What does the new Missouri Social Networking law do?
The Missouri legislature passed a new social networking law in order to restrict communications between teachers and students over the internet.
Specifically, the law prevents teachers from adding their students as friends on social media websites like Facebook (and probably Google+ Circles too), and it restricts teachers from communicating with students in over other online communication services. Though intended to prevent teachers and students from engaging in sexual encounters, many have criticized the broad language of the bill, and complained that the bill will in fact restrict valuable communication between teachers and students.
Why is the Missouri social networking law controversial?
While perhaps the state social networking law will prevent some teachers from exchanging lewd messages with their students using social media, many claim the law will have numerous unforeseen consequences. Electronic communication currently legitimately used by coaches to alert players about changes in practice schedules and teachers to alert students about new homework requirements might be eliminated because of the new law. With such a law in place, perhaps even simple email communication between teachers and students, such as when a student has questions about an upcoming test, concerns some individuals.
Questions also have arisen in regard to teachers who are family friends of a student, or friends of that student’s parents. Would the Missouri social networking law prevent teachers from interacting with students online even when teachers have preexisting social relationships with those students? The actual practicality of the bill stopping teacher/student sexual relationships perhaps also deserves scrutiny as those teachers intent on having sex with students could instead communicate in other ways, as they undoubtedly did prior to internet communications.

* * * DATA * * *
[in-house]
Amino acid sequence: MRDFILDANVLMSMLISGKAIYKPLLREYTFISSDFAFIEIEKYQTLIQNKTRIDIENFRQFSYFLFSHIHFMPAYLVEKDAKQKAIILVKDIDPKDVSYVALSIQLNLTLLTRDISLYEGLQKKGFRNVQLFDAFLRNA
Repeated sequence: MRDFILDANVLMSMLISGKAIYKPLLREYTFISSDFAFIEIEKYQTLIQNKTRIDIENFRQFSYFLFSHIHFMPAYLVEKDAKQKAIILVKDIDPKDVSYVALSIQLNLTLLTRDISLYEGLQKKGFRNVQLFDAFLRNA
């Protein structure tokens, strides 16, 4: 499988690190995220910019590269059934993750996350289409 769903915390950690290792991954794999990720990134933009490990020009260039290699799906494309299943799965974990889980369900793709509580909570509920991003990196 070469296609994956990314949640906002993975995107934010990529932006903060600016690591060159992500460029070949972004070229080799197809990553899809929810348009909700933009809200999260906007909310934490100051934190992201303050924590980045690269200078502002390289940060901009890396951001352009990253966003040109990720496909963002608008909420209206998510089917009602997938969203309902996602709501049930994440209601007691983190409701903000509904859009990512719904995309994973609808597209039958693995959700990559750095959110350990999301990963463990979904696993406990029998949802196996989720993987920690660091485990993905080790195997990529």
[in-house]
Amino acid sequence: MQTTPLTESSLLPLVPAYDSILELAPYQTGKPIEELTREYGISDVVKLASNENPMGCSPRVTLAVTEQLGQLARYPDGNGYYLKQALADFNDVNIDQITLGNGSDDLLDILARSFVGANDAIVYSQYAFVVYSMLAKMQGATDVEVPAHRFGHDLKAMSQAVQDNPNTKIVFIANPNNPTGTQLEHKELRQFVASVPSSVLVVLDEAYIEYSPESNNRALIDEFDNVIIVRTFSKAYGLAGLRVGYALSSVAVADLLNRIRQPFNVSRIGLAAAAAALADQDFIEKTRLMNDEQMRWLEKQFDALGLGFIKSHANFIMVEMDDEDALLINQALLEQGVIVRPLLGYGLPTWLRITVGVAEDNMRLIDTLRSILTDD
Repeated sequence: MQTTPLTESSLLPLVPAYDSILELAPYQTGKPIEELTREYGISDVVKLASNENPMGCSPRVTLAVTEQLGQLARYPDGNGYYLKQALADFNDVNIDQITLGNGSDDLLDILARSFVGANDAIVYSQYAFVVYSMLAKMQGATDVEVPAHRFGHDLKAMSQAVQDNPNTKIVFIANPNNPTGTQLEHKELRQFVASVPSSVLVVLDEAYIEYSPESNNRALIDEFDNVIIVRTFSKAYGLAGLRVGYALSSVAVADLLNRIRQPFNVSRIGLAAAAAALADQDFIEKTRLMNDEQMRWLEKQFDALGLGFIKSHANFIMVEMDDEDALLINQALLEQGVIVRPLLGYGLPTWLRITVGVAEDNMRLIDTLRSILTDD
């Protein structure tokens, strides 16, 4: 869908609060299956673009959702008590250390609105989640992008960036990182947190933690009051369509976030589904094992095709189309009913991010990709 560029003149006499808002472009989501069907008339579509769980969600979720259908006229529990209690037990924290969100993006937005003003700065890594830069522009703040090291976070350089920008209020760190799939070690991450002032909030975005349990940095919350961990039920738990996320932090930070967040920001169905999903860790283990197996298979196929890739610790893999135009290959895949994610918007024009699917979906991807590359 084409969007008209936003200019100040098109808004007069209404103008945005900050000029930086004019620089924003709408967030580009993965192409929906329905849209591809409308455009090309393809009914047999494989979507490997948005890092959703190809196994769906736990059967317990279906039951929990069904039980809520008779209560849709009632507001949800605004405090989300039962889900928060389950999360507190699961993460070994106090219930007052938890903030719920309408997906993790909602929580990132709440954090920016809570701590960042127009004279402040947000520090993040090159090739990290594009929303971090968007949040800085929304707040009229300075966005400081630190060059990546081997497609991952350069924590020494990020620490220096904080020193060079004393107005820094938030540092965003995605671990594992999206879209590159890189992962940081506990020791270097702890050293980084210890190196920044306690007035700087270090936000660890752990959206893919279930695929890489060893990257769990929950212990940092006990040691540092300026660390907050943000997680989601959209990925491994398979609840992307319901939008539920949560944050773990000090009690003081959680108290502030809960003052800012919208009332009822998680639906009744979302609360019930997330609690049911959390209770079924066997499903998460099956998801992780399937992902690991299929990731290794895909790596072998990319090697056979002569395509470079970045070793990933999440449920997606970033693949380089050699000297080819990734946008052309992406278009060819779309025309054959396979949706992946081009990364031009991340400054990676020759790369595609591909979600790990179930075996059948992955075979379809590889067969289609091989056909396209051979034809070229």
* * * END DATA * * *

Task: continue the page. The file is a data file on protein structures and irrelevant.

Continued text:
What does this new social networking law, and other similar laws, mean for Missouri and the country as a whole?
Teachers, especially in Missouri and in others states considering passing a social networking law similar to the Missouri one, should avoid electronic communication with students unless they thoroughly understand the ramifications of what could go wrong. Time will tell whether the law does in fact cut down on teacher/student sexual relations, or if it simply puts a boundary between the two groups and impedes actual legitimate learning.
Missouri’s passage of another law further demonstrates the state’s concern with and attention paid to, issues involving schools and the internet. In this second law, lawmakers responded to pressure from the American Civil Liberties Union (ACLU) and other like-minded groups by removing non-explicit homosexual websites from the list of websites censored from schoolchildren. The legality of informational non-explicit gay and lesbian websites was seen by lawmakers and advocates as information that could be beneficial to a student’s education, and thus not information that should be further banned or prevented by school censorship.
The only thing that remains clear is that Missouri, like other states, is struggling with how to protect students online, including censorship issues and social networking law restrictions.